Sunday, October 18, 2015

an-Nahar: The Russians have come to Achrafiyeh

Arabic original here.

The Russians have come to Achrafiyeh

by Pierre Atallah

The Russians have come to Achrafiyeh. It doesn't seem that they want to limit their presence to the Hmeimim airbase in Northern Syria since they're building a cultural rather than military bridgehead in the heart of Beirut with the start of a course of Russian language instruction organized by the Orthodox Gathering, led by the former Orthodox MP for Aley, Marwan Abu Fadel, who does not hide his support for the Russian military campaign and sees it as a way "to save the Orthodox Christian minority in Syria from extermination and from meeting the fate of the Christians of Khabour and the Jazira in Northeastern Syria. Hundreds of them have been kidnapped by ISIS and their fate is still unknown, while their churches have been destroyed and those who still live in the shadow of the Caliphate have been subjected to the Conditions of Umar."

The Russian course in Achrafiyeh has around 25 students in attendance, not all of whom are Greek Orthodox. Some of them are from other communities and it includes doctors, university professors, businessmen, bankers, teachers, journalists and others. It is directed by Dr Tareq Chouman, director of external relations at the Russian Cultural Center and an expert in presenting the language of the czars to Arab students. He says that there are Russian language courses every day at the center taught by Lebanese and Russian instructors and that there are hundreds of students taking beginning and advanced Russian language courses, each of whom has his own reasons for studying it.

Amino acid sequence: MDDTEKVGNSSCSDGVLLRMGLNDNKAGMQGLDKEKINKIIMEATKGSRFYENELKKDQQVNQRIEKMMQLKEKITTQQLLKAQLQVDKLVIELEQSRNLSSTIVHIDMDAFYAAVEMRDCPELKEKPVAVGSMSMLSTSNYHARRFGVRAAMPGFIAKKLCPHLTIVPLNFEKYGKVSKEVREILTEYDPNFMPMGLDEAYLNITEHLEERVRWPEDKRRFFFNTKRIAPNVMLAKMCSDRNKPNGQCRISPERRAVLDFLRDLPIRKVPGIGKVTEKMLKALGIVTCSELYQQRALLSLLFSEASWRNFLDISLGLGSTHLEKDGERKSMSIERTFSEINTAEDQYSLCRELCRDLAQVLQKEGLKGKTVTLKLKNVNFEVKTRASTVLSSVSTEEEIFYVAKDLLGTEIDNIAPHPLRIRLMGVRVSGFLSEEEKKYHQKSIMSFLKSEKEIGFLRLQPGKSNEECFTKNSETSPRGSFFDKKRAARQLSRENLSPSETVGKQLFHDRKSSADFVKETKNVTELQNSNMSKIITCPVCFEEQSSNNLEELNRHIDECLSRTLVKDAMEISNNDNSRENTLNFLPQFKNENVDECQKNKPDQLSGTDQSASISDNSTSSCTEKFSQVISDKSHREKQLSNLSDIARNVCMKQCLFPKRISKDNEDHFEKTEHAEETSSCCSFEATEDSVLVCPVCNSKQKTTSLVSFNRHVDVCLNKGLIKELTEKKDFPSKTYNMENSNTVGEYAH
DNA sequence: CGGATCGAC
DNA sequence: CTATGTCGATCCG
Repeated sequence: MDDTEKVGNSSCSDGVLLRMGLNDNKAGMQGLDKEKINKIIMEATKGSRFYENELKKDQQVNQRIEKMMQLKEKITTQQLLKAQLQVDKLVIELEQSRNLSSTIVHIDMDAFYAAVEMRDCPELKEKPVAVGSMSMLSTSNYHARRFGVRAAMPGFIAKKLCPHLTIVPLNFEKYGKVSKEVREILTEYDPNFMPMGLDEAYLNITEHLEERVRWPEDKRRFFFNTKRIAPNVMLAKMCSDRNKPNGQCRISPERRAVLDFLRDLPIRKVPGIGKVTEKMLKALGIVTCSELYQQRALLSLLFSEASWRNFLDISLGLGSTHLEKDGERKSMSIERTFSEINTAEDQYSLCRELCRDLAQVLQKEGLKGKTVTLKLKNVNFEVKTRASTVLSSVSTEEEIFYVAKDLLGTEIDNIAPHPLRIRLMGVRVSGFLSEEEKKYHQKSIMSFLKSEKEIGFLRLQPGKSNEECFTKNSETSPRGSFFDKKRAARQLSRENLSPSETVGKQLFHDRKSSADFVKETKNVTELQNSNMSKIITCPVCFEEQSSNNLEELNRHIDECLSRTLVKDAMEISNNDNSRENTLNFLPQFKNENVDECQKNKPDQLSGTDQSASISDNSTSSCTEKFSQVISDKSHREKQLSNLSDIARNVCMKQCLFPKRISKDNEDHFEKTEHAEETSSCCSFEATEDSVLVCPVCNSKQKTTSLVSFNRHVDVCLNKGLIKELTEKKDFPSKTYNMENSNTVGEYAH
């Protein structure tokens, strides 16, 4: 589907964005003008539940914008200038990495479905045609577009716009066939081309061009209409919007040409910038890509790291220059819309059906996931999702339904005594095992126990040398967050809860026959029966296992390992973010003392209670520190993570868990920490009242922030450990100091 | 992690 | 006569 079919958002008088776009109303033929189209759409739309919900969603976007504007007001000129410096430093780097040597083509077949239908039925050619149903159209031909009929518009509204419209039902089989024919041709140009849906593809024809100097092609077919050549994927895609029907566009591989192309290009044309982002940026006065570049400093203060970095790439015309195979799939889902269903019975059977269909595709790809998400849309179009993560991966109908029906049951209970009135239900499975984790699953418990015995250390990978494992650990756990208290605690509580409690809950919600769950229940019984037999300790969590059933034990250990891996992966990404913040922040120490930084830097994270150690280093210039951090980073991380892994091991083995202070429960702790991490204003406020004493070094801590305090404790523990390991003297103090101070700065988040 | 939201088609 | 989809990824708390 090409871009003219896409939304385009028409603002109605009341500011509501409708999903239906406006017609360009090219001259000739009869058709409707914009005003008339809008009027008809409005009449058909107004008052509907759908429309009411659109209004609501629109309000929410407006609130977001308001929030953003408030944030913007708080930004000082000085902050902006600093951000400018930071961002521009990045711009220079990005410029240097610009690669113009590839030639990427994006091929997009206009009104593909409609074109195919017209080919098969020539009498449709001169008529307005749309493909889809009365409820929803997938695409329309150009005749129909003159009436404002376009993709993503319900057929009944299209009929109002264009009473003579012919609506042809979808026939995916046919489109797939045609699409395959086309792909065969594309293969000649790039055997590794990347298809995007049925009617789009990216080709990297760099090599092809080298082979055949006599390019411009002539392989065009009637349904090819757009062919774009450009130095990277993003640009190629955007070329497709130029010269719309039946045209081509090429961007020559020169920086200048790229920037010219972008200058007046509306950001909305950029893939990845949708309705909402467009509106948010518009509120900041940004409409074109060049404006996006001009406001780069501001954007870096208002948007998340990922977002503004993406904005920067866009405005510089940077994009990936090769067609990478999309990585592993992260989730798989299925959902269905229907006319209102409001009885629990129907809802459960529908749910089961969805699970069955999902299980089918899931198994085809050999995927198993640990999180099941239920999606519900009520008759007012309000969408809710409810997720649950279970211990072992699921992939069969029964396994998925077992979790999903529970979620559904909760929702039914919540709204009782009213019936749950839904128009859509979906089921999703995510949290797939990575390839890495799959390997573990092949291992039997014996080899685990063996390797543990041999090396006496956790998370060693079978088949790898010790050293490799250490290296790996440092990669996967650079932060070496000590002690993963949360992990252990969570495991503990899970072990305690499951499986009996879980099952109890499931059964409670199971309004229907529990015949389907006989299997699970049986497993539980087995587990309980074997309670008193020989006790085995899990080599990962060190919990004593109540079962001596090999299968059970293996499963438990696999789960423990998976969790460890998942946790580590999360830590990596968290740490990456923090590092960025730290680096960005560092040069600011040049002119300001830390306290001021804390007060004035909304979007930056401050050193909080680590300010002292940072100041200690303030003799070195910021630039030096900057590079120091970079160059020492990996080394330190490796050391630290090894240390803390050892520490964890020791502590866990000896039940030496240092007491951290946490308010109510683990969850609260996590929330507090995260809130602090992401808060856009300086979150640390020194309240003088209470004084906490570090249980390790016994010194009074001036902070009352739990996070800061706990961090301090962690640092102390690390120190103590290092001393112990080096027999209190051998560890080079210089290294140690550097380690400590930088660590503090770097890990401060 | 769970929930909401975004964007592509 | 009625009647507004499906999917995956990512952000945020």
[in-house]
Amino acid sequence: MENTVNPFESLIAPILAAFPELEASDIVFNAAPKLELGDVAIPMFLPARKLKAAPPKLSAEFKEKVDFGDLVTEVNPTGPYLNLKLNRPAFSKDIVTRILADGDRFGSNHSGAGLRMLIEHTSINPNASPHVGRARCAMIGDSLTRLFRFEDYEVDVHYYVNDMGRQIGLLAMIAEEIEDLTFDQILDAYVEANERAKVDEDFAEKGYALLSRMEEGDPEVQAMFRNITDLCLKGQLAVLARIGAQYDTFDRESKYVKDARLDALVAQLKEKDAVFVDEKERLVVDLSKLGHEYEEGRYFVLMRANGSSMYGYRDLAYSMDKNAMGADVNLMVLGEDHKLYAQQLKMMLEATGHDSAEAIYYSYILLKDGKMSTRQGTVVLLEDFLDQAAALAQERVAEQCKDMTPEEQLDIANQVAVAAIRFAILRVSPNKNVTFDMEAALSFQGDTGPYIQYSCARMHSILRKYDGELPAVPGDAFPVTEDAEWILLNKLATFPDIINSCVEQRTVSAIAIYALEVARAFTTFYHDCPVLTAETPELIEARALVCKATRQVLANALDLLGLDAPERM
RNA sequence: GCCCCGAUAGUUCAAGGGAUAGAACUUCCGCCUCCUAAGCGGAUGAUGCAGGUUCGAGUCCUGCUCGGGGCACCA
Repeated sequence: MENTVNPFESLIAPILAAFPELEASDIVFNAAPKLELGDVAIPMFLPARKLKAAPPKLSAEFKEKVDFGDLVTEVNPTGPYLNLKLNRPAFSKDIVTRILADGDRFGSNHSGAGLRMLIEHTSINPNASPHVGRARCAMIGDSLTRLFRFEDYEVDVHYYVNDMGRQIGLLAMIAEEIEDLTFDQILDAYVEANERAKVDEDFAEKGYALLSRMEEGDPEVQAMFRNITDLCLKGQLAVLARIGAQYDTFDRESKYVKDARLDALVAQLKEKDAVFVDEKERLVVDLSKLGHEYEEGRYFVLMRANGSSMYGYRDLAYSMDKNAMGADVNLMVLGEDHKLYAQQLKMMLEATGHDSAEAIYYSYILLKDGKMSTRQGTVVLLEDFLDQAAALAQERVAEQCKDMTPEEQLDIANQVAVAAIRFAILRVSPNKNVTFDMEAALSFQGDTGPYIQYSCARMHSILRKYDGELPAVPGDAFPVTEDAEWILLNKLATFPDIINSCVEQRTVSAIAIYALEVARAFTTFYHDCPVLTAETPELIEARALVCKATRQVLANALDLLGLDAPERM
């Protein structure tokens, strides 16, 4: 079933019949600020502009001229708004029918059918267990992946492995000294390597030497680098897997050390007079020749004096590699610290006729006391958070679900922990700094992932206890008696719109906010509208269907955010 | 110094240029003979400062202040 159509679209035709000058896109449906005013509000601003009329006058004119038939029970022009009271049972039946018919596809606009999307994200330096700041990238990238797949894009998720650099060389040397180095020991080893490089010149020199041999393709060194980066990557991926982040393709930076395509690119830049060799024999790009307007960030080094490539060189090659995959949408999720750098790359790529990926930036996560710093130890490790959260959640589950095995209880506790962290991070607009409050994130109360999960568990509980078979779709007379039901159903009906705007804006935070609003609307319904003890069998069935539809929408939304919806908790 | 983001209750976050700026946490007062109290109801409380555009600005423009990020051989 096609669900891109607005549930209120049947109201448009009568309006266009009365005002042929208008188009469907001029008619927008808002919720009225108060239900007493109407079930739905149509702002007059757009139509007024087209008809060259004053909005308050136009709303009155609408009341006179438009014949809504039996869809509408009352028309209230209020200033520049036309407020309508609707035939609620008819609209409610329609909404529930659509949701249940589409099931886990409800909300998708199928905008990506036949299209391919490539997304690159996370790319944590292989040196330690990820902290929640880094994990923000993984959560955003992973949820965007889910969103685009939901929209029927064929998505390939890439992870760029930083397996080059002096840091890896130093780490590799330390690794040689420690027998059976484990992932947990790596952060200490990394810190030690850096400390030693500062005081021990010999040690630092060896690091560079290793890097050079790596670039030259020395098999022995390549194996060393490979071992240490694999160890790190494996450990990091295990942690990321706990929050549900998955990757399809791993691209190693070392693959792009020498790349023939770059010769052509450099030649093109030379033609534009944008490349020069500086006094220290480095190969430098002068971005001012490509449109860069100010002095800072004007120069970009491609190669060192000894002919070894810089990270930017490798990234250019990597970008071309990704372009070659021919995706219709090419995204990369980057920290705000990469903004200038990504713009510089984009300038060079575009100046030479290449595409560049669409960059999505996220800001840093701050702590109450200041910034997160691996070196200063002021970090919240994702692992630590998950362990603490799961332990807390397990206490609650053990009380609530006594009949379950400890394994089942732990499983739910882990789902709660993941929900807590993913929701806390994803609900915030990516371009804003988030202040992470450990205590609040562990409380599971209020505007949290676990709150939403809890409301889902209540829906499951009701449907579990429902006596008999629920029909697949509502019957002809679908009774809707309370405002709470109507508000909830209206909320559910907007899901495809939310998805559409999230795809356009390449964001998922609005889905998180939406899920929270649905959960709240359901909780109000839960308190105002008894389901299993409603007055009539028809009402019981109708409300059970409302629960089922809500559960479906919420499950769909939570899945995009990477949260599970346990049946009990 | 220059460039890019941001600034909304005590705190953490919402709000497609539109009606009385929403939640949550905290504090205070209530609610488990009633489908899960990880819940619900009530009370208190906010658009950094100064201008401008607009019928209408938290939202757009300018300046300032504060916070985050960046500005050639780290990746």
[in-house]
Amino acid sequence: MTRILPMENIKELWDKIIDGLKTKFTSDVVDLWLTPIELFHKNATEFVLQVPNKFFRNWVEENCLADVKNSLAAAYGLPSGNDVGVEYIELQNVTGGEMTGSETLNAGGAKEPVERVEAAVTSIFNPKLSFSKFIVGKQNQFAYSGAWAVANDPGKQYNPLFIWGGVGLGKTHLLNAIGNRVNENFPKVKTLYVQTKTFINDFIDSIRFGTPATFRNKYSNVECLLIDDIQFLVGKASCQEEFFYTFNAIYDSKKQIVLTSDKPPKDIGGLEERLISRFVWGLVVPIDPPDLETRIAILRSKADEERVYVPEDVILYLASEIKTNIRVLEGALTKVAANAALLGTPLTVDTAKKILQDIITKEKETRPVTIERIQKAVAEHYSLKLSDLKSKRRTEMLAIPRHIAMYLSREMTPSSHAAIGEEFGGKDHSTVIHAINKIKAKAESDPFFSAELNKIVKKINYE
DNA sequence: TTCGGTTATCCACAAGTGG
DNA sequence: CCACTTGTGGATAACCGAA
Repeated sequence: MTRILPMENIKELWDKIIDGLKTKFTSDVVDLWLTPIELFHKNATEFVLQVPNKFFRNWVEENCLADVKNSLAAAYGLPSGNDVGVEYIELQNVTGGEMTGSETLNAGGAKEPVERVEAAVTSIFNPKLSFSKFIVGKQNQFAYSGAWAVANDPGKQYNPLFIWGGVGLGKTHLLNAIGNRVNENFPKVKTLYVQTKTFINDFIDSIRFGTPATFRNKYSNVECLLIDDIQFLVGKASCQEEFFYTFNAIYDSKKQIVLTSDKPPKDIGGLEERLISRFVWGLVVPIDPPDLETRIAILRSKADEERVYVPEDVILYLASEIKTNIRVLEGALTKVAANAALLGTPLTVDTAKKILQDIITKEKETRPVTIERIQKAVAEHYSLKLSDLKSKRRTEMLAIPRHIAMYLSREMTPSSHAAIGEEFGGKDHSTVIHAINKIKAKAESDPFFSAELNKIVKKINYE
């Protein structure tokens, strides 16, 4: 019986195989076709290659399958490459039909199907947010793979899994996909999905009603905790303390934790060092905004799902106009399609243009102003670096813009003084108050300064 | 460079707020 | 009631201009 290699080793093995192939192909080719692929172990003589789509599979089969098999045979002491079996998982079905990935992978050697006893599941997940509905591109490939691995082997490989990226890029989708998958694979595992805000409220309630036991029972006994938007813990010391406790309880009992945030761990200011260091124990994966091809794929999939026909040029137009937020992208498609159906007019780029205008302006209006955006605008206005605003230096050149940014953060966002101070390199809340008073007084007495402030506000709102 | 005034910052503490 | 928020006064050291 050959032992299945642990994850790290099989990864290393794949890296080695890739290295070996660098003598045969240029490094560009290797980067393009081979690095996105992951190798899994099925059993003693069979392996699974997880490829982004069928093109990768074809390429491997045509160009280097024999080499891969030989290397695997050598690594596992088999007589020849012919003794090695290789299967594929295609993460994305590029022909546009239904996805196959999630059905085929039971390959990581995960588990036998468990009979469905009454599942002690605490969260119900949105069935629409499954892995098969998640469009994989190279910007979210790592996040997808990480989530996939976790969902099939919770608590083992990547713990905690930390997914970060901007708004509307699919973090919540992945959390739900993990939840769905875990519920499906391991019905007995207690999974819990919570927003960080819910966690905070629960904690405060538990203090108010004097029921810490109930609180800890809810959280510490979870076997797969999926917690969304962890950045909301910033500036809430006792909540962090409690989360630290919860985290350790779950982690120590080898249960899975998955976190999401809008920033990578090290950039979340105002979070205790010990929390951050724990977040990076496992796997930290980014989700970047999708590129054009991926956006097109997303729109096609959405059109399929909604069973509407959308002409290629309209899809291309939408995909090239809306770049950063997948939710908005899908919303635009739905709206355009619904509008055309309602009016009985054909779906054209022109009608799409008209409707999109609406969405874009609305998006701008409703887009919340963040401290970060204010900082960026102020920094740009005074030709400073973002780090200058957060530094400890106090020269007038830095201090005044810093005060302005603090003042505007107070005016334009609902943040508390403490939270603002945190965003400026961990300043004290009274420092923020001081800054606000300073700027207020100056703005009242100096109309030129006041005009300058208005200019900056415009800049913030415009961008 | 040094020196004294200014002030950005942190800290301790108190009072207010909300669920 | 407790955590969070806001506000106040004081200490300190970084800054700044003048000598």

Chouman explains that "Russian is the sixth most spoken language in the world after English, French, Spanish, Arabic and Chinese and it is an eastern European language that does not resemble any of the languages in the West, apart from its resemblance to the Greek alphabet." He also recounts to new students that the Russian alphabet is inspired by Greek letters, on account of Cyrill and Methodius, who established the Russian alphabet in the tenth century. In the eighteenth century, Czar Peter the Great modified the alphabet and called it the national alphabet. It continued this way until the Bolshevik Revolution in 1918, when the Ministry of Culture made some modifications, eliminating some Greek letters and introducing other elements to bring it closer to the language of the people. Chouman also explains that, "280 million people in the world speak Russian according to the latest statistics, the majority of which are in Eastern Europe and among the Slavic nations."

The important thing about the Russian alphabet is that it is made up of 33 letters, some of which resemble the Latin alphabet and others that are completely different and particular to it. And so the students of the Orthodox Gathering's class will have to expend great effort to immerse themselves in this language of the czars. Chouman is not unaware of the difficulty in acquiring this language. He explains that mastering it requires hard work and a lot of effort and that the course he is teaching at the Gathering is only introductory, so that the students will be able to communicate with any Russians they meet using basic greetings and words of courtesy.

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